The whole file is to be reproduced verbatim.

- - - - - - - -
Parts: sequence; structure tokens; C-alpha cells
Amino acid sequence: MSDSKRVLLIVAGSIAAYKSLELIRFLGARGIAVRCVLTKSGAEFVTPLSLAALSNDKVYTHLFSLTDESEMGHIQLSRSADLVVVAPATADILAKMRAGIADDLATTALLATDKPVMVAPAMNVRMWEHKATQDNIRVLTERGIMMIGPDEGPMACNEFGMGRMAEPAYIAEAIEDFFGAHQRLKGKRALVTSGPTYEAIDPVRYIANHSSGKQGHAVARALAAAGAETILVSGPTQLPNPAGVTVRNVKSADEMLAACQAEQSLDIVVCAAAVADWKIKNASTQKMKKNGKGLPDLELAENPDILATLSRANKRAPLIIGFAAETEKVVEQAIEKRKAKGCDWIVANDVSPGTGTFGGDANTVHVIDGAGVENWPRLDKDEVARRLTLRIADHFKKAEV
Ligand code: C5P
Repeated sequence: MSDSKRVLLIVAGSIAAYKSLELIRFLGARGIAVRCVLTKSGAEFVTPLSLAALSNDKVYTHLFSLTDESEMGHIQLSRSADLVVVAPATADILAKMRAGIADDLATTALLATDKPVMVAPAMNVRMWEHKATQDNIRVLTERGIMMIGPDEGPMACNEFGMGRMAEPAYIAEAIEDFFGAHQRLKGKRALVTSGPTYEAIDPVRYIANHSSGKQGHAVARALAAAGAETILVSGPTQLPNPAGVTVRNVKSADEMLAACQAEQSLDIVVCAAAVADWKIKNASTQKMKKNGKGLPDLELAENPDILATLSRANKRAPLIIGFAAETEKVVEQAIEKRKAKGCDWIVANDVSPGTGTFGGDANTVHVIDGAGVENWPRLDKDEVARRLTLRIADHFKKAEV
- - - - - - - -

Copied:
Parts: sequence; structure tokens; C-alpha cells
Amino acid sequence: MSDSKRVLLIVAGSIAAYKSLELIRFLGARGIAVRCVLTKSGAEFVTPLSLAALSNDKVYTHLFSLTDESEMGHIQLSRSADLVVVAPATADILAKMRAGIADDLATTALLATDKPVMVAPAMNVRMWEHKATQDNIRVLTERGIMMIGPDEGPMACNEFGMGRMAEPAYIAEAIEDFFGAHQRLKGKRALVTSGPTYEAIDPVRYIANHSSGKQGHAVARALAAAGAETILVSGPTQLPNPAGVTVRNVKSADEMLAACQAEQSLDIVVCAAAVADWKIKNASTQKMKKNGKGLPDLELAENPDILATLSRANKRAPLIIGFAAETEKVVEQAIEKRKAKGCDWIVANDVSPGTGTFGGDANTVHVIDGAGVENWPRLDKDEVARRLTLRIADHFKKAEV
Ligand code: C5P
Repeated sequence: MSDSKRVLLIVAGSIAAYKSLELIRFLGARGIAVRCVLTKSGAEFVTPLSLAALSNDKVYTHLFSLTDESEMGHIQLSRSADLVVVAPATADILAKMRAGIADDLATTALLATDKPVMVAPAMNVRMWEHKATQDNIRVLTERGIMMIGPDEGPMACNEFGMGRMAEPAYIAEAIEDFFGAHQRLKGKRALVTSGPTYEAIDPVRYIANHSSGKQGHAVARALAAAGAETILVSGPTQLPNPAGVTVRNVKSADEMLAACQAEQSLDIVVCAAAVADWKIKNASTQKMKKNGKGLPDLELAENPDILATLSRANKRAPLIIGFAAETEKVVEQAIEKRKAKGCDWIVANDVSPGTGTFGGDANTVHVIDGAGVENWPRLDKDEVARRLTLRIADHFKKAEV